Mr. McEwEN. So that after these are constructed you will still have

a deficiency of 207 units ?

General REILLY. Yes, sir.

Mr. McEwEN. When you say deficiency, that is the deficiency of

units on base for those that are eligible for on-base housing; is that

correct?

General REILLY. What it relates to is the total housing requirements

and then we subtract from that the available houses on base and the

adequate units that can be supplied by the community and the differ-

ence then of those two assets versus the requirement is our deficiency.

Mr. McEwEN. But you do consider the available units in the local

economy ?

General REILLY. Yes, sir. In this particular instance we have an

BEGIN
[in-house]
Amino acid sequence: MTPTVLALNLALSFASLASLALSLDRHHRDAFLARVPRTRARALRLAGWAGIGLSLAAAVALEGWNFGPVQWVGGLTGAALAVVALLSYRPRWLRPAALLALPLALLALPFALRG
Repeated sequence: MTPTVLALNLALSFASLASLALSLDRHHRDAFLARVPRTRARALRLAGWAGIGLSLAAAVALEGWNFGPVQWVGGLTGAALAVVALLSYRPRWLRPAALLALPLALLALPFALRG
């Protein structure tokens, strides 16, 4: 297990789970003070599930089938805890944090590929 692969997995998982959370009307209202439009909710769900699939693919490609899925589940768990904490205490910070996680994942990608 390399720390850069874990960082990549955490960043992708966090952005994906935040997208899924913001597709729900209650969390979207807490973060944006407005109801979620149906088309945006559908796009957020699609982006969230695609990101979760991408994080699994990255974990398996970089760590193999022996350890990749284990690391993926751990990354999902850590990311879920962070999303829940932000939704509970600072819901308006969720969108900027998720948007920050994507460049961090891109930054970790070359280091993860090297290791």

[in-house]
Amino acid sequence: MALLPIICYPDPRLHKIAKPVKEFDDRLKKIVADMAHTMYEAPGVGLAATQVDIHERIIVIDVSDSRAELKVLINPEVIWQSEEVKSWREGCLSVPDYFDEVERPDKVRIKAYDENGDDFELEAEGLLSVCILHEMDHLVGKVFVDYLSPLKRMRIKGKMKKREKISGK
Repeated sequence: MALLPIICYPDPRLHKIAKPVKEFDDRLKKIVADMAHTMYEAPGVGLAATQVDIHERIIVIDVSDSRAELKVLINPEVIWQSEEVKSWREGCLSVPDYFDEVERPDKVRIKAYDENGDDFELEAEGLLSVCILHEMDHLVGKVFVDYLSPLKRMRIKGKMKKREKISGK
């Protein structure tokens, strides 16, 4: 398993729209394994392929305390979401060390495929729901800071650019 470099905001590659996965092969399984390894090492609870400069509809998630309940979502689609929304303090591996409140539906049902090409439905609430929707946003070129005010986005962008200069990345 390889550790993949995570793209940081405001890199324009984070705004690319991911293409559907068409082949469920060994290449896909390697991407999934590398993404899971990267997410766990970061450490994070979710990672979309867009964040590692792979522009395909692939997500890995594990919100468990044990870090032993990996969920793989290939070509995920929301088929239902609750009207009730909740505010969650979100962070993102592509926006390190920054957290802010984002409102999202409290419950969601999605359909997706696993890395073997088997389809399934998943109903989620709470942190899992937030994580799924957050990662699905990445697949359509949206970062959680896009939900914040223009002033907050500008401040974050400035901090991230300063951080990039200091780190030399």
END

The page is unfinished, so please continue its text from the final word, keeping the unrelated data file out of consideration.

effective housing requirement of 1,724 units. We have on the base 830

units. The community is able to provide 587 units, leaving us a deficit

of 307.

AVON PARK AUXILIARY AIRFIELD, FLA.

Mr. PATTEN. Let us turn to Avon Park Auxiliary Airfield, Fla.

Insert page 5A in the record.

[The page follows:]

O* DaTE I oNPamu T sDr aLLATIO

15 Feb 73 AF FY 19Z4 MILITARY CONSTRUCTION PROGRAM Avon Park Auxiliary Airfield

15 Feb 73 - Avon Park Auxiliary Airfield

Sco-ano oDR X. .aEMEr auREAu a INST.LLATIO CONTROL NU*UaR e- STATECOUNTRy

TAC ASPQ Florida

SsTTU. '- ve.P OA AIN., occuPANcy . couNTy (o)U.s) .E.ats c

Active 1942 Highlands Six miles NNE of Highland, Florida

Combat Support Group

Communications Group (Air Force Communications Service

.I.JE l .T ODESNATION

PProJECT TITLE

Family Housing

Total excludes construction justified elsewhere

I2. PERMANENT STUDENTS _ SUPPORTED